blog banner: how to maintain your wordpress website

Why maintain your WordPress website?

In this article I’m going to explain why you need to maintain your WordPress website, and show you just how easy this is to do

I can appreciate that you’re super-busy all the time, which makes it all-too-easy to put off maintaining your website. But that leaves your website vulnerable to getting hacked. And when your website is critical to your business, that’s the very last thing you need.

The 5 point maintenance agenda is exactly how I keep all my websites one step ahead of the hackers

If you build this into your regular routine, maintaining your website should take no longer than 15 minutes per week.

So let’s dive straight in

There are lots of bad people out there who would just love to hack your website. There are many reasons behind this, but these typically all involve installing malware – malicious software – on your website’s server to do things like mine cryptocurrency behind the scenes. And this isn’t just a WordPress thing. These guys will try and hack into any website they can.

Fortunately, there is a large WordPress community out there to counter these hackers. And because WordPress is open source software, there are lots of eyes on the source code checking for security vulnerabilities. There’s a WordPress protocol in place whereby anybody spotting a security vulnerability will report this privately to the core WordPress team, or the developer of the theme or plugin affected, which enables the developer to resolve the issue and release an updated version of the software.

The 5 point maintenance agenda

The steps in the 5 point maintenance agenda are:

  1. Check the backups are running on schedule
  2. Update the core WordPress software
  3. Update the plugins that your website is using
  4. Update your theme
  5. Check that there are no security alerts

So let’s get started.

1 – Check the backups are running on schedule

The first step is for you to log into Google Drive (or your preferred cloud storage) to check that your backups are running on schedule (minimum weekly, but preferably daily). If for any reason they’ve stopped running, then you’ll need to update the settings for your backup plugin (my preferred plugin for backups is Updraft Plus). I would also recommend that you download the latest backup files from your cloud storage to a separate backup folder on your computer (not the one that replicates with your cloud storage). This will give you a spare backup to insure again accidentally deleting the backups in the cloud.

I’ve discussed backups in my post on why you need to take backups of your website, so check this out first if you haven’t already set up a backup schedule.

2 – Update the core WordPress software

Important: make sure that you take a backup before updating your website software

From the Dashboard, you should navigate to the Updates section. This will tell you whether any updates are available. In this example here, you will see that an updated version of core WordPress is available. Clicking the Update Now button will trigger the installation of the latest version.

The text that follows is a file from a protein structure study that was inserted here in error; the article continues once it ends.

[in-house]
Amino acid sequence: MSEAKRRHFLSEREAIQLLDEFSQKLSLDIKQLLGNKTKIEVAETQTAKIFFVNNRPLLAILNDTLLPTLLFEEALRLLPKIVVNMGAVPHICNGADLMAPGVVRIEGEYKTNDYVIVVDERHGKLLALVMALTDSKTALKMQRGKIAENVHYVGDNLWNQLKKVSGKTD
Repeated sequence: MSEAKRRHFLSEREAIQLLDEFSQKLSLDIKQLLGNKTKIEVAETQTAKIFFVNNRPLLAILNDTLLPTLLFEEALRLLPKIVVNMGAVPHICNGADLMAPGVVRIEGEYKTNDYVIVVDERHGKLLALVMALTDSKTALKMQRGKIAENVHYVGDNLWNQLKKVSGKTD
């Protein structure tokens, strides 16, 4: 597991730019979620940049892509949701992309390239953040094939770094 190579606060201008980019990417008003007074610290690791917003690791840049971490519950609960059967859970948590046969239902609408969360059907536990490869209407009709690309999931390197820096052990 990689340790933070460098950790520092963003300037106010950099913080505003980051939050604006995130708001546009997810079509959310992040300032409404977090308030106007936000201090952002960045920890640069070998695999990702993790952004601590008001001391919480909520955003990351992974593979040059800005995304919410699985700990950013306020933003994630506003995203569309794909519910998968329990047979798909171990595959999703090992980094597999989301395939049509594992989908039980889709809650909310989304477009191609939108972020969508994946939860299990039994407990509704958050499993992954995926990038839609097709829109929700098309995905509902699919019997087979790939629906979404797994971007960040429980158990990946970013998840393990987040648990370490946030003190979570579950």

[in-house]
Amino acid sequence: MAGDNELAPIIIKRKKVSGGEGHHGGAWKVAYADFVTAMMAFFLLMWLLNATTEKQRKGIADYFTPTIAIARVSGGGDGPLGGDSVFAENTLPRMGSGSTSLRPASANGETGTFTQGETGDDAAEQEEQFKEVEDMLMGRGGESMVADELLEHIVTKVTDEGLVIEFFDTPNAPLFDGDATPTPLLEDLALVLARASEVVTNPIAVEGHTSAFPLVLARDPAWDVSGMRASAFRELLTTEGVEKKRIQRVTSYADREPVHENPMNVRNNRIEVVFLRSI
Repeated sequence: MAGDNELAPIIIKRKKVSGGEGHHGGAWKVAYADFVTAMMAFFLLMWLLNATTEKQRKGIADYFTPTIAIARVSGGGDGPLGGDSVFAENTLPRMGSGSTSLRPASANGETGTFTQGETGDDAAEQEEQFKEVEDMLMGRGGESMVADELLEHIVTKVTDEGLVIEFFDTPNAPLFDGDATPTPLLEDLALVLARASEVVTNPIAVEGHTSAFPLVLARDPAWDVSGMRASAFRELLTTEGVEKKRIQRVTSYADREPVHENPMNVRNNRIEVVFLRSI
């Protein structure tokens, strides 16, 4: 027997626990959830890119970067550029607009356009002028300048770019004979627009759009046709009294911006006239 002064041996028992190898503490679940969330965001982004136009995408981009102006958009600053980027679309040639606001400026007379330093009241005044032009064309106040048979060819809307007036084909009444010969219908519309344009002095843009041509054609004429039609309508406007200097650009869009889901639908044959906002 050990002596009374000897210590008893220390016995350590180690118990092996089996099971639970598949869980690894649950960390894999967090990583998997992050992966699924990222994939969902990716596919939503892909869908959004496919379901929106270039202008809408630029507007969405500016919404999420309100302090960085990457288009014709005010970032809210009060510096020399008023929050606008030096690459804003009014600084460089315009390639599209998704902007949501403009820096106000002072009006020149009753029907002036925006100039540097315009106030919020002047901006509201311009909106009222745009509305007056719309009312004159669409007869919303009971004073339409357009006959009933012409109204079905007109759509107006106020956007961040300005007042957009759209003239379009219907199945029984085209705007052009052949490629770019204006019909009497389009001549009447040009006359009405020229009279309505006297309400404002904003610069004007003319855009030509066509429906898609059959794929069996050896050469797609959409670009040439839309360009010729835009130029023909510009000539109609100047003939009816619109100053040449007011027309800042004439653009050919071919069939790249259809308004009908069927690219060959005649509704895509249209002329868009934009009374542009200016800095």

screenshot of the administration dashboard

After the update has been installed, you should check that your website is working correctly. In the unlikely event that there are any problems, you will be able to restore the backup.

3 – Update the plugins that your website is using

Next, you should update any plugins. Simply check the ‘Select all’ box and click the Update Plugins button.

screenshot of the administration dashboard

Again, check that your website is working correctly before continuing.

4 – Update your theme

And it’s a similar method to update the themes.

screenshot of the administration dashboard

5 – Check that there are no security alerts

If your website doesn’t already have a security plugin then you need to install one to minimise the chance of your site getting hacked (I use Wordfence on all my sites). The final step is to check that your security plugin’s dashboard for any alerts, and to ensure that the daily scan is running

And that’s the 5 point maintenance agenda.  Doing this every week will go a long way to securing your website. Whilst this won’t make your website is 100% safe from hackers (no website is ever 100% secure), it will significantly reduce the chances of your website being targetted.

My WordPress site maintenance plan

So now you can see how easy it is to maintain your website yourself by following this 5 point maintenance agenda. But you really need to do this every week to keep your website safe.

If that’s too much for you then your best option is to subscribe to my WordPress site maintenance plan, and I will carry out the above steps each week as well as monitor your website’s uptime and keep an eye on your page load times. Please contact me to find out more.

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